Woman wins right to use family sick leave to care for dog
An Italian librarian has won the right to use family sick leave to care for her ailing dog.
The ruling means the woman does not have to use annual leave days to stay by the side of the English setter she considers to be part of her family.
Italian animal advocacy group LAV says it helped persuade public La Sapienza University to let her use two days' family sick leave to care for 12-year-old Cucciola.
But are we likely to see similar concessions by employers in this country?
Kate Palmer, Head of Advisory at Employment Law consultancy Peninsula said "Although many people consider their pet to be an important member of their family, or even a dependant, they are not included within the statutory definition that entitles employees to unpaid time off work during emergencies. Other types of statutory leave, such as paid sick leave, are also not available to use for sick pets. The unavailability of statutory time off from work can leave pet owners stranded when trying to make arrangements to attend vet appointments or provide care for their sick pets.
"Although there isn’t a legal entitlement to time off, most employers will be understanding and compassionate in these circumstances. Having a distracted employee whose mind is on their pet will not be beneficial to the business as the employee is likely to be less productive and at risk of making errors in their work. Various types of leave can be discussed with the employee, such as unpaid leave, short-notice holiday and time off in lieu. Amending hours to allow flexible start and end times, where the hours are made up in the future, can also be adopted to accommodate attendance at vet appointments.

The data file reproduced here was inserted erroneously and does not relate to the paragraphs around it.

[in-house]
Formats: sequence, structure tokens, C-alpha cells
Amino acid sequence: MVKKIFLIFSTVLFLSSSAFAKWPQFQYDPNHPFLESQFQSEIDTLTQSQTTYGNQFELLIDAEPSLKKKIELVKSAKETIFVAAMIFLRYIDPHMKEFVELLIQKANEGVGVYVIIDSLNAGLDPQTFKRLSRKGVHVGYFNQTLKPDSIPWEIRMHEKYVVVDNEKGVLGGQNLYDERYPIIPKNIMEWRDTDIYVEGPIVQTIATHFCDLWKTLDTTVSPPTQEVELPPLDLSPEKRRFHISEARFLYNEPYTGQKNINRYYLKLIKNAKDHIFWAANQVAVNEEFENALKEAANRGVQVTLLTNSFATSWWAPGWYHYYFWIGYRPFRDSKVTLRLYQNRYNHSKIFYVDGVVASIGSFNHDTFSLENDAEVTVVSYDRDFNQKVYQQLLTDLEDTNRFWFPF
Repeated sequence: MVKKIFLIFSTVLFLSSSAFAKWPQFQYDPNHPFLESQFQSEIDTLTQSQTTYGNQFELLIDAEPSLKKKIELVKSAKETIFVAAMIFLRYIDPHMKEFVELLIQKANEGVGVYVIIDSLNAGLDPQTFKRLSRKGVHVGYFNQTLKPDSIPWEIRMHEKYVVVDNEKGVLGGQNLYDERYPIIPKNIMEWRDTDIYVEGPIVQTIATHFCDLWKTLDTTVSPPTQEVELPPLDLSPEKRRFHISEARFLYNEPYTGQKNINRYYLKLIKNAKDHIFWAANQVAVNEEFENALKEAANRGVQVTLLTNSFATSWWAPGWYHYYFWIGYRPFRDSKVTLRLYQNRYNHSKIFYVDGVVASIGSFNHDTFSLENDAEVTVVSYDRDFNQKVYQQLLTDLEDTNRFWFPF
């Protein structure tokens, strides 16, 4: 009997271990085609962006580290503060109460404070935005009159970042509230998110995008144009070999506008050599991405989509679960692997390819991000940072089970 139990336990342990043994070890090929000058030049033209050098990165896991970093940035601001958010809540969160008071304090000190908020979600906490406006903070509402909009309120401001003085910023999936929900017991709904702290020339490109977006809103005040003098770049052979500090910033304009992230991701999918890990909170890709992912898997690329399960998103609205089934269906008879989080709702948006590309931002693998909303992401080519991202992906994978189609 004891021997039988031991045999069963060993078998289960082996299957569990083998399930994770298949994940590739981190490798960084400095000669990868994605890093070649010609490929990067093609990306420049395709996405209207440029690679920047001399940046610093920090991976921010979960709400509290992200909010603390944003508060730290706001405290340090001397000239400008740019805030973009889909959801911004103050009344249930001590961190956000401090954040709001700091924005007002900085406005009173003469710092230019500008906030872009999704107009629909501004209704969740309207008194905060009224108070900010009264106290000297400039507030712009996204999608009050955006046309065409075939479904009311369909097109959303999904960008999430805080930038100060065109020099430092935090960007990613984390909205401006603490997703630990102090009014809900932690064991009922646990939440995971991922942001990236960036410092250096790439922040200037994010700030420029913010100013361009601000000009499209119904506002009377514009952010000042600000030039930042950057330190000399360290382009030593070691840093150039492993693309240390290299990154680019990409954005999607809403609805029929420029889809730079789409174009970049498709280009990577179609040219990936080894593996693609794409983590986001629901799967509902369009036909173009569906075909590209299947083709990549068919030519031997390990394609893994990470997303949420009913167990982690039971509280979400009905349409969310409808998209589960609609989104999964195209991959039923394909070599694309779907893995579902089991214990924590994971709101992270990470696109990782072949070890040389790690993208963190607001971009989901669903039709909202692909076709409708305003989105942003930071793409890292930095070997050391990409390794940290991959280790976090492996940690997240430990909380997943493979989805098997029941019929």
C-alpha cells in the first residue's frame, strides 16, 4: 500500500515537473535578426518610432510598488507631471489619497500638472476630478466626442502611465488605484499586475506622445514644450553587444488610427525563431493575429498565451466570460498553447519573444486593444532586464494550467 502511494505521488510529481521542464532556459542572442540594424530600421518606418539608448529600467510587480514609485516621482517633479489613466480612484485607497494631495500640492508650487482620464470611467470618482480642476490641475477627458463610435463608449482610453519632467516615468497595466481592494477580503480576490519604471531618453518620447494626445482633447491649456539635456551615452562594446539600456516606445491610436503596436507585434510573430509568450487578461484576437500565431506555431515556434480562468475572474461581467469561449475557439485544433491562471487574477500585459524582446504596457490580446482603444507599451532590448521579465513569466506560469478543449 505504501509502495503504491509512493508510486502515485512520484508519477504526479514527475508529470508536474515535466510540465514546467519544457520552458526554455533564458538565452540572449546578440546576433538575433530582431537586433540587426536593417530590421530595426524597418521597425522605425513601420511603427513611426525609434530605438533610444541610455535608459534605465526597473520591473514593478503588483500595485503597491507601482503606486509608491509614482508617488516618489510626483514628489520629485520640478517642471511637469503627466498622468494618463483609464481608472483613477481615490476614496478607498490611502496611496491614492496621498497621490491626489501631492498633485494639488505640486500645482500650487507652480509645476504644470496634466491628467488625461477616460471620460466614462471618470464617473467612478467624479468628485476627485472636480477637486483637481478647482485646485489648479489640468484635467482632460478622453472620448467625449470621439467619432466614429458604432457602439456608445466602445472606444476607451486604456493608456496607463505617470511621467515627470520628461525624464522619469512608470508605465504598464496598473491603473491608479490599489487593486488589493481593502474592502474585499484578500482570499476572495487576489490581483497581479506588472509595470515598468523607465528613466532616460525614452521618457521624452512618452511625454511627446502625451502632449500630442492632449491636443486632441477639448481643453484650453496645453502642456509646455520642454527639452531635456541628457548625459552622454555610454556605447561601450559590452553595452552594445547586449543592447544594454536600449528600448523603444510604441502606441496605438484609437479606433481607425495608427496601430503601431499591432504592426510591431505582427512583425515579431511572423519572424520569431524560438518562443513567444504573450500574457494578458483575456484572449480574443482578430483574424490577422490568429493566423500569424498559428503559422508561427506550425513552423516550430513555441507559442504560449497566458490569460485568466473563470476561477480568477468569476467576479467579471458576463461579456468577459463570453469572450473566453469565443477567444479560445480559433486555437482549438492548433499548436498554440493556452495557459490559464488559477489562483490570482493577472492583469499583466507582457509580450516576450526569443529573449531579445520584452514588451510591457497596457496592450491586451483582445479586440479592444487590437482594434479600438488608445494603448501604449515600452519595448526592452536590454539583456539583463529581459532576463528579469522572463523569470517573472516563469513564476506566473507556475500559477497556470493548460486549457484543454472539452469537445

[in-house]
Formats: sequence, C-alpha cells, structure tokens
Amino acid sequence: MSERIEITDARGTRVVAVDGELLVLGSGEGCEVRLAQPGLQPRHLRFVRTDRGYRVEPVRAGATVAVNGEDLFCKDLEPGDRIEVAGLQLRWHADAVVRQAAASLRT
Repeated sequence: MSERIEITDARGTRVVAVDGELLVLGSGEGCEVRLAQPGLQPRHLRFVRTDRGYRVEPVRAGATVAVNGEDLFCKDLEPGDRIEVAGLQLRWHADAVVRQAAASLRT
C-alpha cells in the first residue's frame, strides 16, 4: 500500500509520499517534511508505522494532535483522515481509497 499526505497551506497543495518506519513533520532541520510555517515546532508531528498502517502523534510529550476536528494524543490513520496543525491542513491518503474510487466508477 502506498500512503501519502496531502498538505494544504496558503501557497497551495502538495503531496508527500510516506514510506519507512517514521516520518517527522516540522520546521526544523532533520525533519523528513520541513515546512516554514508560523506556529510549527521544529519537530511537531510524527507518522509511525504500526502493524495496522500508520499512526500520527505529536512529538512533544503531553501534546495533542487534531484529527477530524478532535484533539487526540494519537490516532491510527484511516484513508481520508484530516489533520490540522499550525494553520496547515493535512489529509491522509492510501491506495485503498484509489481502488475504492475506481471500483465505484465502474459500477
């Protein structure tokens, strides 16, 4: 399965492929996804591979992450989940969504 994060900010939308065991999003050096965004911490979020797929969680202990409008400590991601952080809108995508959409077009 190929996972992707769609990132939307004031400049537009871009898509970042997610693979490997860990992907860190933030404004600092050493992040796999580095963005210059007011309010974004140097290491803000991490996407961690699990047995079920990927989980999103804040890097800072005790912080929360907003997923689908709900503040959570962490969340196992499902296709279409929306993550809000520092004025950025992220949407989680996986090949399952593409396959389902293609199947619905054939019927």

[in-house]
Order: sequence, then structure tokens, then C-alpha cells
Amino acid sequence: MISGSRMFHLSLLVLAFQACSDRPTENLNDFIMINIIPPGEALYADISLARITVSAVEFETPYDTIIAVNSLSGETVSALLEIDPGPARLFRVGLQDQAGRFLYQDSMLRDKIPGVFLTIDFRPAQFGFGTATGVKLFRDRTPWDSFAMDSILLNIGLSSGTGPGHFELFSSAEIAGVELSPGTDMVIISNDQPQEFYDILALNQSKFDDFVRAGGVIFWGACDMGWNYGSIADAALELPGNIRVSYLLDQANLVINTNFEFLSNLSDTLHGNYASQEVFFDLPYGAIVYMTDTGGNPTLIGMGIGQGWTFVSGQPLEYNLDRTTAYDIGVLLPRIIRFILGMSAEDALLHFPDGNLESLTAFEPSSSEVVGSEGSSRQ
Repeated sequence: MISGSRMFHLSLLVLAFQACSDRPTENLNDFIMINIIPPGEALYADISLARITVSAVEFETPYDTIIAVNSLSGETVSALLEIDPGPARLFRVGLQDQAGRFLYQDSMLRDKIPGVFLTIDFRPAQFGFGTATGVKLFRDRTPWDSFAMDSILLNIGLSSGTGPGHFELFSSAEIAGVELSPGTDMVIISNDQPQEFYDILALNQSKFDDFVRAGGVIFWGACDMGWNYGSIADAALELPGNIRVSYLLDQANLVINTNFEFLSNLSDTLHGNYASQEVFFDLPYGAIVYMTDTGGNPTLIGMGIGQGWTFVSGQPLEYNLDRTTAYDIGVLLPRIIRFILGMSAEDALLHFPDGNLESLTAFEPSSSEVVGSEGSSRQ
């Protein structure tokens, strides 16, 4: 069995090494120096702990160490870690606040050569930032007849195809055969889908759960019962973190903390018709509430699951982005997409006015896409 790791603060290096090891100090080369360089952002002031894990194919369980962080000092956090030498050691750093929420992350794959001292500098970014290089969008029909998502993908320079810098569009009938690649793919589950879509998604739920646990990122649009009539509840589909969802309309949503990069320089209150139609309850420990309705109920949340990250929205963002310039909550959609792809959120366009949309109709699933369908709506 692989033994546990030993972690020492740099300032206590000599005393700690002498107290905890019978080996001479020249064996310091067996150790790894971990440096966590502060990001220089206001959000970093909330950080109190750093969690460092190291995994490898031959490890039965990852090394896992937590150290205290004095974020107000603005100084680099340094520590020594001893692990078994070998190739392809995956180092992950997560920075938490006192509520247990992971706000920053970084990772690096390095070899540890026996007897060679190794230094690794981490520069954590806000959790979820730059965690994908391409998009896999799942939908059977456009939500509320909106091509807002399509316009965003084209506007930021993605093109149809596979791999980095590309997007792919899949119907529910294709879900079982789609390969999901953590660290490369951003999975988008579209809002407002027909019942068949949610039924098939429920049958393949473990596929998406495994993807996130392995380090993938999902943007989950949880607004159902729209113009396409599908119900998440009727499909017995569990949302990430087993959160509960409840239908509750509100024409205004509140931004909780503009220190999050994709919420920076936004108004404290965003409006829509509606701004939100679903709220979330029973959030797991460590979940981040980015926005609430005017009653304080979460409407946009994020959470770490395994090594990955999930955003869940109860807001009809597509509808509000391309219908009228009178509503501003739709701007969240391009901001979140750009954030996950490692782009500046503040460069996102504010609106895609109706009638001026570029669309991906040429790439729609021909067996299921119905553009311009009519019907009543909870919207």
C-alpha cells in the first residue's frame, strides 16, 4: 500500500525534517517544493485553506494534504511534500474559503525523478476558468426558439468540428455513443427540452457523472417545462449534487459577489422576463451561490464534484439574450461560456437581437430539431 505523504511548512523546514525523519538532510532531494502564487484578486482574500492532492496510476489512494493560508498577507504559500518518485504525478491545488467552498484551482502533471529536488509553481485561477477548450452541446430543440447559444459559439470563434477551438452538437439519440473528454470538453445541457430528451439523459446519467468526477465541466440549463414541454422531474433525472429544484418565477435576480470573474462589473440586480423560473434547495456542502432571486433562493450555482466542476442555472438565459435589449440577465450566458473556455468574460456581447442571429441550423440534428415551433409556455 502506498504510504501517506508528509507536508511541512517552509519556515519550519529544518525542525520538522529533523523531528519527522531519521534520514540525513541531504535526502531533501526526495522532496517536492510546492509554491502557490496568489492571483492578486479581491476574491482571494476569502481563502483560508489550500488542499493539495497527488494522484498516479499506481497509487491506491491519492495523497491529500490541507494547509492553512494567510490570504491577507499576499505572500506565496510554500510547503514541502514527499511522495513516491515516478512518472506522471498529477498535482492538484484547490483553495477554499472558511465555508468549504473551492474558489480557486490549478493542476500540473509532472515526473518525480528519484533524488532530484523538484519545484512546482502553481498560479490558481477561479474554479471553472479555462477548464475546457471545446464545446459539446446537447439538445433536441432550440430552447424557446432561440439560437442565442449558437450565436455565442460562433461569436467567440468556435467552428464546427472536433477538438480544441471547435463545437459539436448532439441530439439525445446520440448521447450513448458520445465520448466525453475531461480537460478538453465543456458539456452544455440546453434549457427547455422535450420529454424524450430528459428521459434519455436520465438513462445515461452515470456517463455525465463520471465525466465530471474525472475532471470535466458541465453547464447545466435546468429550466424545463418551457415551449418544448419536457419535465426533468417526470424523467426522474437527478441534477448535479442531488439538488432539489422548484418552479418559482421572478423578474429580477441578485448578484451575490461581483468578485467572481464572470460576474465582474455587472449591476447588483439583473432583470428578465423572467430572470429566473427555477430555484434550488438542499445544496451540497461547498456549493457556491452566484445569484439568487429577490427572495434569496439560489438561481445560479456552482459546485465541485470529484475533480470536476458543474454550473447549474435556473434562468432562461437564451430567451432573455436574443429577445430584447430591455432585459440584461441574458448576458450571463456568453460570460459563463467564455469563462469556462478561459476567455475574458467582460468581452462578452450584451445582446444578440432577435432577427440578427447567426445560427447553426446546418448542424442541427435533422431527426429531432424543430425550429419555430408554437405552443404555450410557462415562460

"There are companies who offer “pawternity” or “peternity” leave so employees can take time off work to settle a new pet in or visit the vets. This is a growing initiative and companies who find employees are often requiring time off for their pets may wish to introduce a similar policy to formalise the arrangements. The policy can include information such as whether this time off is paid or unpaid and whether there are any limits on time off, for example, a maximum number of days’ leave per year.
"The difficult balance for many employers is to be understanding and flexible for those employees with ill animals, whilst not causing conflict with employees who don’t have family pets."
The woman said Cucciola is recovering well from surgery for a breast tumour and a larynx problem.
The woman, who is single and has no family help for Cucciola, declined to be identified.
She adopted Cucciola, found abandoned in a Rome park.